At the end of last year, Tesla hit a new record moving more metal than it ever has in one quarter. The king of the pack, the group leader, is the Model Y, which is by some metrics the world’s best-selling car. But in the face of a radically changed EV market, will the Model Y have what it takes to keep that title? Possibly.
I can’t speak for incentives, pricing, and legislation in other countries, but here in the United States, The Model Y looks primed to keep the momentum going, at least for a little while. Changes in the Inflation Reduction Act’s implementation allow the Model Y to stand out as probably the only truly great deal in the U.S. EV market.
Starting this year, the Inflation Reduction Act’s tax credit bonus now shifts to a rebate able to be used at the vehicle’s point of sale. However, stricter rules have significantly slashed the available vehicles eligible, and even some North American-made EVs absolutely take it on the nose. The Ford Mustang Mach-E loses all credits, as do the Volkswagen ID.4 and Nissan Leaf.
The remaining models eligible are thirsty PHEVs like the Wrangler 4xe, or expensive SUVs and pickups, like the Ford F-150 Lightning, Rivian R1, and Tesla Model X, or discontinued cars like the Chevrolet Bolt EV and EUV twins.
Not counting PHEVs, there are only about seven distinct model lines that qualify for the EV tax credit via a purchase. All of them are way more expensive and way bigger than the midsized to compact crossovers we’ve all fallen in love with.
All except one. Technically two, but I’m focusing on one—the Tesla Model Y.
It’s arguable that the Model Y is so popular less because of its merits as a car, but more so because it’s such a screaming deal. There are several ways to get into a Tesla for not much money: the single motor, 260-mile range Model Y can be had for $43,990, not including destination or any other fees. Likewise, the 330-mile range dual-motor AWD can be had for $46,050, provided you’re willing to settle for whatever color and wheel option Tesla has available.
Those are solidly competitive prices for a premium crossover, no matter the propulsion type. A gas or hybrid-powered Lexus NX350, or Acura RDX, in theory, matches the Model Y in terms of premium prestige. But, add in the IRA’s point-of-sale tax credit, and the Model Y becomes an absolute bargain. At $36,490 (RWD) and $38,550 (AWD, on-lot discounts), the Model Y becomes as cheap as mid to high-trimmed compact crossovers. Hell, it’s a stone’s throw away from a few of the subcompact crossovers I’ve driven not that long ago.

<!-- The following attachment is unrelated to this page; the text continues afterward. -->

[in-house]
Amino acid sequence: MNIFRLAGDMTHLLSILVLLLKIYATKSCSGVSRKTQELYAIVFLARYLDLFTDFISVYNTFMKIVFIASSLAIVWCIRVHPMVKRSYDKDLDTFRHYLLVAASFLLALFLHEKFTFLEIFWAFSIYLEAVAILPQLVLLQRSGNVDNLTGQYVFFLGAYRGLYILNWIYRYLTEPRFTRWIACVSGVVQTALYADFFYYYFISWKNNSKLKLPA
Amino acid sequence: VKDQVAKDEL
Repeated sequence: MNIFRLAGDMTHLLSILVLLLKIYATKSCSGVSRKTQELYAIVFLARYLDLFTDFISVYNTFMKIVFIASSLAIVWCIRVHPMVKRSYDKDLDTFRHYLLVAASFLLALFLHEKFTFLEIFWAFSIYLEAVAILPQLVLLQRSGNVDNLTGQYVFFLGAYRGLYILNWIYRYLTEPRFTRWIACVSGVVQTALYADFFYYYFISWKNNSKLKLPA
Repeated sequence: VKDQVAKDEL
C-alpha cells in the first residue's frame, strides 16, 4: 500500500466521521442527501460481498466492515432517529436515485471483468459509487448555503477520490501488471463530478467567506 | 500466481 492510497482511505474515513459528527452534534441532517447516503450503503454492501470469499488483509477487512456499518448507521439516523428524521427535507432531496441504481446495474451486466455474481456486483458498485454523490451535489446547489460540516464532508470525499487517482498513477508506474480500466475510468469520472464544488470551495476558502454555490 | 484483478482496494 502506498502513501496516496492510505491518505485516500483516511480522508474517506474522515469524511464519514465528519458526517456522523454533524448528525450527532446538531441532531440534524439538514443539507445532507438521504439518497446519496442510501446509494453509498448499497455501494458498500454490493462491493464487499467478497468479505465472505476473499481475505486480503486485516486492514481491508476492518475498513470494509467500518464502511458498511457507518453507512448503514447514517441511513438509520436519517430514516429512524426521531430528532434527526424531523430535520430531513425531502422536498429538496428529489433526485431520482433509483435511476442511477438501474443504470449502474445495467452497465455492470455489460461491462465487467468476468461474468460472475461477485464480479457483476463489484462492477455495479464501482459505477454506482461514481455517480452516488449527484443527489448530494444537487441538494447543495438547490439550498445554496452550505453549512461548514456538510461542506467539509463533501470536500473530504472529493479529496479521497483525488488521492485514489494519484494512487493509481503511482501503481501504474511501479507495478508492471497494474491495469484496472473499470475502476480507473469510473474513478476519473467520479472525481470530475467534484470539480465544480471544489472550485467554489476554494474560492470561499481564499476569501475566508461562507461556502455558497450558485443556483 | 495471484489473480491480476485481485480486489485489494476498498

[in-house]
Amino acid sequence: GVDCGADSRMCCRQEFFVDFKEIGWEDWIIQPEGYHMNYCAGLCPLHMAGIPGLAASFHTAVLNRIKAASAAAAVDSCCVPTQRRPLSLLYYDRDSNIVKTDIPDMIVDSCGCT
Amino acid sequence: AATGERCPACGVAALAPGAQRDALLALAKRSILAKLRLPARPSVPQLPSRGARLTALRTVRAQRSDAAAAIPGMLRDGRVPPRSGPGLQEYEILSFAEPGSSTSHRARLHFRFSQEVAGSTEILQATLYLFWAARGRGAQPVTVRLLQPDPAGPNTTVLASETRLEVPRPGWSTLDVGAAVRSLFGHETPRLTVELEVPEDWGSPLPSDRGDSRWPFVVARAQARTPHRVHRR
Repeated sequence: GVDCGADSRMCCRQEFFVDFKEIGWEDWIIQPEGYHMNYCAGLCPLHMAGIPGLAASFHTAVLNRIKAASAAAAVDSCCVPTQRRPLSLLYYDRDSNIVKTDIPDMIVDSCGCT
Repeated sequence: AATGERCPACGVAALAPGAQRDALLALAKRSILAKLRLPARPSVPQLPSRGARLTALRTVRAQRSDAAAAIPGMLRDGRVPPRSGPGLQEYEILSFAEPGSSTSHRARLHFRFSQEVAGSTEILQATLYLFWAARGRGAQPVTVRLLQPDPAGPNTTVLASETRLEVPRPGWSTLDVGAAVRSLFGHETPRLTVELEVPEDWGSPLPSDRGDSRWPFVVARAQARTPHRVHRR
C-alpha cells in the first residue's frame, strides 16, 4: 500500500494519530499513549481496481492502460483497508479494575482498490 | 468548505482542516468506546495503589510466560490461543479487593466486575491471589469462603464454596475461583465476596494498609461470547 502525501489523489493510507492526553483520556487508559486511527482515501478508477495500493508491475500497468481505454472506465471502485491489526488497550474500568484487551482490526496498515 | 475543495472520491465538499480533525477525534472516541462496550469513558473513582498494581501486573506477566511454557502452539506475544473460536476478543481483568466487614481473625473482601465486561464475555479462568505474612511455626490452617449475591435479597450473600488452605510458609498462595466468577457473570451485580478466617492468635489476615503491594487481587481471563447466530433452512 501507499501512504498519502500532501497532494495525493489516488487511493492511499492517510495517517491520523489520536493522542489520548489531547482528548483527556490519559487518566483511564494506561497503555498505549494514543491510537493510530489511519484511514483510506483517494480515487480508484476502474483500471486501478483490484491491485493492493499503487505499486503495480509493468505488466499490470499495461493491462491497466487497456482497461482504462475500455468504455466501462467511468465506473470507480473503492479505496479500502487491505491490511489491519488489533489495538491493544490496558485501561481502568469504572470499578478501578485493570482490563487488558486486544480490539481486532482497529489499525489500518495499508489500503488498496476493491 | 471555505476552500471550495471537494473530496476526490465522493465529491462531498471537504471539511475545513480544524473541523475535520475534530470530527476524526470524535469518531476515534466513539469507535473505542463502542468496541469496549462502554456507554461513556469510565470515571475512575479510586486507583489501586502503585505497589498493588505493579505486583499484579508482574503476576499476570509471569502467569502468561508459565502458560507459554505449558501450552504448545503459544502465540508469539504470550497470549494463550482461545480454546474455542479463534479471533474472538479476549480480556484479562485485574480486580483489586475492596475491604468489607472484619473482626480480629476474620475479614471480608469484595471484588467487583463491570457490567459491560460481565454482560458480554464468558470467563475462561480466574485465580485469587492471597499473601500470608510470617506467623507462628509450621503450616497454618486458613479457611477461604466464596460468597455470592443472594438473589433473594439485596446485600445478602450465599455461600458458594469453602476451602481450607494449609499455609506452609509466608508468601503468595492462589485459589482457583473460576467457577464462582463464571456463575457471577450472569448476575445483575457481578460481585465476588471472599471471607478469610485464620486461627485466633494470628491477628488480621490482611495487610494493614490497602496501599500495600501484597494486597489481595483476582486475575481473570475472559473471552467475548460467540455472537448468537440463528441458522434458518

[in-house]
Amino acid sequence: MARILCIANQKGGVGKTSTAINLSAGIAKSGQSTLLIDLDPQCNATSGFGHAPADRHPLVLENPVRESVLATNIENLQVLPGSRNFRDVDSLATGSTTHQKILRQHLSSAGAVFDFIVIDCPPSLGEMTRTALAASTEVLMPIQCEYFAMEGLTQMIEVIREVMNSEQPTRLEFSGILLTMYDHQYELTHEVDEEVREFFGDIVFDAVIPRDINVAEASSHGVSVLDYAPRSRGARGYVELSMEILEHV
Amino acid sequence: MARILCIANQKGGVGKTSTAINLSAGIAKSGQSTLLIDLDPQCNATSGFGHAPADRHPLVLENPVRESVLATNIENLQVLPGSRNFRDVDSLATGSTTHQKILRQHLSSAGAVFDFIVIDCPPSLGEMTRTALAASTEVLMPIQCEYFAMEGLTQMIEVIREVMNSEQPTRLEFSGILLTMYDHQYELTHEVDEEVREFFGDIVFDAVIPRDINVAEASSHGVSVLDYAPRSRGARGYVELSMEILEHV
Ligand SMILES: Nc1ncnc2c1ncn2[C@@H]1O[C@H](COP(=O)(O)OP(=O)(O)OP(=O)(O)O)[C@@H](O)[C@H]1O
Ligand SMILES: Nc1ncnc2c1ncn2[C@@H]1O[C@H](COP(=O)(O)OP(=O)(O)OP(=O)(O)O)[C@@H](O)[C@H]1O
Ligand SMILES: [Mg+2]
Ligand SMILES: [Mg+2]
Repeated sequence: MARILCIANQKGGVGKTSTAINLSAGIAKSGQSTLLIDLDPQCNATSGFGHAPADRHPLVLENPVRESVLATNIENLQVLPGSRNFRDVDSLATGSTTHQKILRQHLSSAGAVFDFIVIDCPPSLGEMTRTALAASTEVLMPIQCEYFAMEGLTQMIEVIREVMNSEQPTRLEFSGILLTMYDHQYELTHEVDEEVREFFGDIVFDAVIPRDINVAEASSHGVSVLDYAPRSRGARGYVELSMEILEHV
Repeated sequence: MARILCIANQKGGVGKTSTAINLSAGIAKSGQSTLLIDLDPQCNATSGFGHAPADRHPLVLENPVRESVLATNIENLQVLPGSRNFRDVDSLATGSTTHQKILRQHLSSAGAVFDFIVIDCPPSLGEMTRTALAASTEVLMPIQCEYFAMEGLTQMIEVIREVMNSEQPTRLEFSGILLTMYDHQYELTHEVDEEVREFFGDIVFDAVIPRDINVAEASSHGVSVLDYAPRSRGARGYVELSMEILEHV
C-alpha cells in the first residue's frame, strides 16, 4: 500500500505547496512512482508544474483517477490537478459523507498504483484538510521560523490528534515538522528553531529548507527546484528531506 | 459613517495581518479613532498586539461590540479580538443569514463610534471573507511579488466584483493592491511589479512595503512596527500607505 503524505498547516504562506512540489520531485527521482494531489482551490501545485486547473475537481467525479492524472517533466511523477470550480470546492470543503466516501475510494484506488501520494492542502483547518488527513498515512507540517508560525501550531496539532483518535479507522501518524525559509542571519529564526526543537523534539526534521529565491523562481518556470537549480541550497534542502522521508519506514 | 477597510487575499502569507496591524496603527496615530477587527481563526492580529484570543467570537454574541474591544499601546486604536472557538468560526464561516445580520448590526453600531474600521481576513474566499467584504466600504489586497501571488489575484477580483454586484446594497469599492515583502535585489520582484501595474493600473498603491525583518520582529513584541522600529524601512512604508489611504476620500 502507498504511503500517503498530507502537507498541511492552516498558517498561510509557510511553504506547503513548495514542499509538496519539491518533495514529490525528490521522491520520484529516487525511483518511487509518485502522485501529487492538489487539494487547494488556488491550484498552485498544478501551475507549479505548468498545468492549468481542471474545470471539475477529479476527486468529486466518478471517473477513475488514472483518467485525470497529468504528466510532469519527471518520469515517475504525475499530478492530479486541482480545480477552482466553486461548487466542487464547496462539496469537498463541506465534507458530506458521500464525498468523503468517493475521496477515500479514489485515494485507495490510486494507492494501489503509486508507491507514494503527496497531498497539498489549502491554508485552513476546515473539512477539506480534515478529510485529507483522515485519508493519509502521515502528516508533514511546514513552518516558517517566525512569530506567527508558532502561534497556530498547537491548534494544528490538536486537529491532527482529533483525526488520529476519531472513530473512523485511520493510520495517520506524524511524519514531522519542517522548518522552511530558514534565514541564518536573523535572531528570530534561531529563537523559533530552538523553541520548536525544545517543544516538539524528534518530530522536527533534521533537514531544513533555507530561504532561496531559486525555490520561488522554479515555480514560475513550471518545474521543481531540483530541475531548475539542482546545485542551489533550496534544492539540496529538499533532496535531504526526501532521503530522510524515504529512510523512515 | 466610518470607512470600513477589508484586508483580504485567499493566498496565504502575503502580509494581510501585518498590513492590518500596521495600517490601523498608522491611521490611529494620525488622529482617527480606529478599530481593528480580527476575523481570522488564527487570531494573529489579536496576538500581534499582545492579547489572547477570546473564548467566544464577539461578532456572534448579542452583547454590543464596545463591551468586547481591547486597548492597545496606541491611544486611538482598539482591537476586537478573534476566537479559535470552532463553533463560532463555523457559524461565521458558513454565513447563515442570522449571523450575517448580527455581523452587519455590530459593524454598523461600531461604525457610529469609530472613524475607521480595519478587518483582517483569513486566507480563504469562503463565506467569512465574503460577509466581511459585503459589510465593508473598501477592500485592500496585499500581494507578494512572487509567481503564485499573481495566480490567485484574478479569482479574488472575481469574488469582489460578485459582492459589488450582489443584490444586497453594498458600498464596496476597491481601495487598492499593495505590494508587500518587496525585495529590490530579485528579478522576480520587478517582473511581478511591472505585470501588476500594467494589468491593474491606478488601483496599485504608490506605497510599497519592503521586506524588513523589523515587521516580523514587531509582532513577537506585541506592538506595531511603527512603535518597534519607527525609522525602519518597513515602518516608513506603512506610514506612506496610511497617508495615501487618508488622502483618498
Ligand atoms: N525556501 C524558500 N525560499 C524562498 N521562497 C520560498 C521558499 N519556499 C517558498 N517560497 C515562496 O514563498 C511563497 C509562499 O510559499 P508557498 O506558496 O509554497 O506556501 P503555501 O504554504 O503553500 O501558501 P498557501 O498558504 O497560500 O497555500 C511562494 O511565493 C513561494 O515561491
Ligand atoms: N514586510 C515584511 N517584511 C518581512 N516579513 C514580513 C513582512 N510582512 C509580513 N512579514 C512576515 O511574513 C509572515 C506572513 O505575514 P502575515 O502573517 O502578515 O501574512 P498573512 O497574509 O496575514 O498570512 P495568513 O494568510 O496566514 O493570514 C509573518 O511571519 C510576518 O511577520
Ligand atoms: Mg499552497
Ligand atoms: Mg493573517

And I think that’s why the Model Y is so darn successful. At $36,490, a RWD Model Y is about $3,000 more than the top-of-the-line Hyundai Kona Limited AWD I drove last year. In the era of financed purchases, the Tesla would likely be maybe $20-30 extra per month more expensive than a budget Hyundai subcompact, an easily stretchable number for buyers. Likewise, the AWD Model Y hits right at the heart, reaching price parity with any given number of compact crossovers, including the Toyota RAV4 and Honda CR-V.
Of course, there are plenty of concerns about Tesla and Elon Musk himself, which rightfully keeps folks away from signing on the dotted line. Also, the Model Y itself is not for everyone; the interior is spartan, the car feels kind of narrow, and the center-mounted do-it-all screen can be frustrating. Yet, overlooking those gripes, it’s easy to see why it’s selling so well. Drivers they’re getting what they perceive as a premium BMW competitor, for budget crossover money. I’d wager that the electric part might just be secondary to that type of customer.
It’s not clear if pricing the Model Y like this is sustainable or healthy for the brand. Last year was marked by Tesla’s constant and dramatic price cuts on the Model 3 and Model Y, many pundits said this was to spur sluggish demand for an old product. It’s true that the Model Y is somewhat old, but none of that stuff really matters to the average consumer who is probably still new to the EV world. The Model Y still hits hard on the value front.
For the consumer in search of a good deal, the Model Y is really only matched by the Chevrolet Bolt—a car that’s been canceled. A couple of automakers have tried to dethrone the Tesla Model Y, but none (in the U.S., at least) have succeeded. And we don’t expect that to change in 2024. None of them can seem to match the value that lies in the Tesla Model Y.